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My Team Coverage of THE Scandal : Forget Michael Jackson. 'Journalists' reveal brushes with those who abuse their . . . ethics.

August 30, 1993|HOWARD ROSENBERG

The Michael Jackson story is continuing to arrive in dribbles as TV newscasters follow the examples of tabloids and . . .

This Just In!

Breaking News!

Hold Your Hats!

Call Everyone in Your Family to the Calendar Section!

Don't Put Down This Paper!

I'm sorry to interrupt my column, but I've just learned exclusively that allegations of journalistic ethics abuse have been made against certain TV news executives in Los Angeles.

Before I continue with my team coverage of this profoundly important fact-free story, I want to emphasize strongly that these iron-clad allegations from highly reliable sources whom I've never met nor heard of are absolutely unsubstantiated but quite possibly true while being potentially dubious.

Making their publication imperative.

What follows is shocking and graphic, and may not be suitable for anyone with a mind:

"The news executives at my station callously abused my ethics," charges a reporter who requests anonymity.

I interviewed the reporter exclusively.

Please tell me what you told your therapist about your bosses.

"They abused my ethics every day. At first it was innocent, you know, assigning an occasional ambush interview, some pandering and tampering here and there, overcooking a story now and then. But then . . . but then . . . "

Is this hard for you? Is it too painful? Would a glass of water help, a five-minute break?

"No, I want to go on, because at some point--I can't recall exactly when--I began to realize that something was terribly wrong. You see, I had always regarded my ethics as special and private, as precious and inviolate. I had been taught in school to let no one, you know, touch my ethics. But it was so harmless, so gradual. And, finally, the constant abuse took its toll. One day, I looked into the mirror and saw someone who no longer had any ethics at all. I was devastated. Without my ethics, I felt so dirty, so . . . naked. "

A second reporter told me exclusively that his own ethics had also been uncovered and fiddled with by his news director. "At first he encouraged me to blow stories out of proportion; in other words, distort what was and wasn't news. Then it became an order."

Fearing the stigma of ethics abuse, the reporter begged for anonymity.

These reporters are not alone. Another ethics-abused reporter has disclosed to me exclusively that she was ordered by her superiors to lace her stories with rumors and innuendo.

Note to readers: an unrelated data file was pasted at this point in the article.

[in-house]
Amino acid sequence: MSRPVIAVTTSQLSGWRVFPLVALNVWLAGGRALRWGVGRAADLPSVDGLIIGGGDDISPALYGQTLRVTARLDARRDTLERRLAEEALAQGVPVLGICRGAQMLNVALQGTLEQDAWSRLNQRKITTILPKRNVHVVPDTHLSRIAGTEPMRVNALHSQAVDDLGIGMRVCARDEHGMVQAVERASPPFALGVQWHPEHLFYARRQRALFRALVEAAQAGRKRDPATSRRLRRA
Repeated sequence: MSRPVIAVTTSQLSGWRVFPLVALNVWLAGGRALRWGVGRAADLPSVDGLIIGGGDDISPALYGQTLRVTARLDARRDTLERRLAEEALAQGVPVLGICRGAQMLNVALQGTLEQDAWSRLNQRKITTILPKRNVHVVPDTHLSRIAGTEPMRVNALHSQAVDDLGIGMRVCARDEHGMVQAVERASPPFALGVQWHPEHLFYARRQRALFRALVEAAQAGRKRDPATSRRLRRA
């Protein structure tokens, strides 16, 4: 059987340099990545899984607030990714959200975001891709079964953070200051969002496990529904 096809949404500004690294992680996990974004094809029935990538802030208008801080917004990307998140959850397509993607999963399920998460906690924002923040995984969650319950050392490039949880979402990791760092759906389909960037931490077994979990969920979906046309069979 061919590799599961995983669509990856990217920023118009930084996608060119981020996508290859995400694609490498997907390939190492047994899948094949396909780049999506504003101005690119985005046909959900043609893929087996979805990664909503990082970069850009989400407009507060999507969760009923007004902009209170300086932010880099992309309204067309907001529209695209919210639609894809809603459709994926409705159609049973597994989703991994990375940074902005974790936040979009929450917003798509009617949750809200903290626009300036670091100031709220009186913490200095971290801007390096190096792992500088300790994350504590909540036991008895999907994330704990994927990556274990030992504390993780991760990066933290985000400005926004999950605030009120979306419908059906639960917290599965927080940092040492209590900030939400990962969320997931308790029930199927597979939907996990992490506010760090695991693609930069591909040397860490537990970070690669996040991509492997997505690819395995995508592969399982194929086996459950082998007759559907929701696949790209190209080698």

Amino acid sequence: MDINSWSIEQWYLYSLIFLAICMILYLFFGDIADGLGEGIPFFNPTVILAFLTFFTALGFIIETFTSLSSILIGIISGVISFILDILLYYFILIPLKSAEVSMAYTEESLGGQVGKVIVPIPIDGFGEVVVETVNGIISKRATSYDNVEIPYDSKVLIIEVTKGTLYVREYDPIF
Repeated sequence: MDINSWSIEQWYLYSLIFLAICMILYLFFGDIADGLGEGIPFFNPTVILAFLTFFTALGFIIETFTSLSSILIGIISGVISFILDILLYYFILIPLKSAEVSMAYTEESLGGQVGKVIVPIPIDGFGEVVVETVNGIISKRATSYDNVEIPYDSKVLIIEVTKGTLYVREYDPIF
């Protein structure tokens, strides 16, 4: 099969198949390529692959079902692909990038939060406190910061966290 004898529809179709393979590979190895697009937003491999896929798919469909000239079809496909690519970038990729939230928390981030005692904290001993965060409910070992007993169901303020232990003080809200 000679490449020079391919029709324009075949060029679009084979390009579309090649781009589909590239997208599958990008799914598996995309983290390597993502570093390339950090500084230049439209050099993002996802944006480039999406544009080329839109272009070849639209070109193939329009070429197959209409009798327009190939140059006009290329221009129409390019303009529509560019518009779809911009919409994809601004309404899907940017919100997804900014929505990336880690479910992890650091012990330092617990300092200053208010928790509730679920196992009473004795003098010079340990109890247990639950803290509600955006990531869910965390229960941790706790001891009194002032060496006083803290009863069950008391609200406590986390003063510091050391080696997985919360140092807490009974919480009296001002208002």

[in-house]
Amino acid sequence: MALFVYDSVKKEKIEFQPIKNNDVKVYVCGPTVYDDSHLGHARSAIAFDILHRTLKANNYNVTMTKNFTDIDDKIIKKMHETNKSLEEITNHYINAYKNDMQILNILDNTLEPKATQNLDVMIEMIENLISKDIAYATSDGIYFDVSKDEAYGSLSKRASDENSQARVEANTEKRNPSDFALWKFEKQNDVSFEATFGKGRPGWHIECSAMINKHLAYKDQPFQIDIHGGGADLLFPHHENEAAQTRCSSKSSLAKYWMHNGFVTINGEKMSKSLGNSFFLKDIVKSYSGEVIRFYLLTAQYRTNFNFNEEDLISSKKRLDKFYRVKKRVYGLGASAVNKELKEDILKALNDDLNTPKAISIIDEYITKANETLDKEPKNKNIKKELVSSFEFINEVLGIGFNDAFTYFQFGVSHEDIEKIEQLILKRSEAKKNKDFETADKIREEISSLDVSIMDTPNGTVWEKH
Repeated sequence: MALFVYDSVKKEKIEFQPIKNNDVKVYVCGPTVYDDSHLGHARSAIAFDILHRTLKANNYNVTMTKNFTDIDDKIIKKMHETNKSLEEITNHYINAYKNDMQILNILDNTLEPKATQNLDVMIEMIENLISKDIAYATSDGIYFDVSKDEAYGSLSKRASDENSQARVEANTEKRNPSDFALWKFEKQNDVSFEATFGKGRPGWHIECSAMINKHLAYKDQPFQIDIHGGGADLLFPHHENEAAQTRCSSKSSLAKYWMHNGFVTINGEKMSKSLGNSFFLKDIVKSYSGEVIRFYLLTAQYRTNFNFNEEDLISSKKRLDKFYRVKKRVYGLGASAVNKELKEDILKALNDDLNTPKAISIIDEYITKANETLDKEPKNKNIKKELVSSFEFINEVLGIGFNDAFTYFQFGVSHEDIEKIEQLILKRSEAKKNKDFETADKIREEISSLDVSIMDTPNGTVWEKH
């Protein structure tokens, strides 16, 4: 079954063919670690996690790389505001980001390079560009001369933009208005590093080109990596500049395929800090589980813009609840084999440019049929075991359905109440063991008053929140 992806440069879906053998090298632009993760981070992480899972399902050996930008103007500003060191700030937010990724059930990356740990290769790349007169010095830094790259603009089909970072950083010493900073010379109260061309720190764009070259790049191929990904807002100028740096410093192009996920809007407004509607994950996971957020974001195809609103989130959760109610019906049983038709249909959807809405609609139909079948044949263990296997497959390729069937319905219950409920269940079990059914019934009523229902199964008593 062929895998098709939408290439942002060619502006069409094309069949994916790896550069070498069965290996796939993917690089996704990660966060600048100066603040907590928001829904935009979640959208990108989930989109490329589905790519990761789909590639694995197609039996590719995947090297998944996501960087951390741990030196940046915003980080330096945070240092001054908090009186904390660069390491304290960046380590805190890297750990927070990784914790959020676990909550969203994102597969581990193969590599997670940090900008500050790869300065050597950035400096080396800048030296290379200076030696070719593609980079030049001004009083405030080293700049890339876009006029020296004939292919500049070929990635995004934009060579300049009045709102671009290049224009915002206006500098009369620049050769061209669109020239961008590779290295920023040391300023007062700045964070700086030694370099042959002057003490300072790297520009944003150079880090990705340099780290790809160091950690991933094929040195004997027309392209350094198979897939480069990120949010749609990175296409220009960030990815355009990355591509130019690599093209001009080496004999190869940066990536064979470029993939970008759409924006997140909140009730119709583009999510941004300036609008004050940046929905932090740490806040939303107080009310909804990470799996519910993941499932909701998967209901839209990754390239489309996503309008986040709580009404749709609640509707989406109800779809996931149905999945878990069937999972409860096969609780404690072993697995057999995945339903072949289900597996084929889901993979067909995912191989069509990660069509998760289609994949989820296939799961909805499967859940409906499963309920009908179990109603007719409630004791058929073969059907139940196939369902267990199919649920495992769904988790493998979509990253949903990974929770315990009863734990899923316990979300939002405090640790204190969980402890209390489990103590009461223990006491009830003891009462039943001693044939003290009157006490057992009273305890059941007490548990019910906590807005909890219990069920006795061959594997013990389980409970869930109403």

"At least, that's the way it began," she said. "It was minor, rather innocuous. That's the way they operate, you know, authority figures lulling you into a state of trust. But then it graduated to something bigger, and they started asking me to actually smear peoples' reputations based on rumors and innuendo. It was ugly, and I knew I was doing something wrong, but I went along with this filth, hoping it would stop. But it didn't stop. And now . . . now I feel so . . . violated.

"I don't understand people who act this way," she continued anonymously. "They're insidious. They could have touched my pens, my note pads, my paper clips. But why couldn't they have kept their hands off my ethics?"


Whew! I hope that readers are as shattered as I am by these absolutely truthful possibly erroneous charges of ethics abuse.

Meanwhile, continuing my team coverage, I have learned exclusively that the above-mentioned TV news executives are in possession of stacks of photographs and videotapes. Sources say the videotapes are near a VCR where they may have been played-- recently . Even more significant, I have learned exclusively that the subjects of these photographs and videotapes are people and, yes, people who are plainly . . . visible.

Again, I must emphasize that these appalling alleged unnatural actions--for which these news executives deserve to be tarred, feathered and fired--have not been verified.

However, the fact that I have exclusively reported them and brought them to your attention must mean that they are credible, or else why would someone with my integrity and high standards have done it?

The obviously reprehensible but innocent-until-proved-guilty news executives alluded to in this column were given an opportunity to respond to the possibly phony but undoubtedly truthful allegations made against them, but they declined. That is their right, although if they were innocent you'd think they'd want to tell me about it exclusively.

In lieu of this, I have exclusively sought opinions about this matter from patrons of a shopping mall who have no knowledge of any of the persons referred to in this column or the charges leveled against them. But all of the shoppers agree that if the charges were true, as they may be, they'd be horrendous.

In another explosive revelation, meanwhile, I have learned exclusively that on more than one occasion I have shamefully engaged in the unnatural abuse of my own journalistic ethics, the most current example of which is this column. Quite candidly, I'm devastated.

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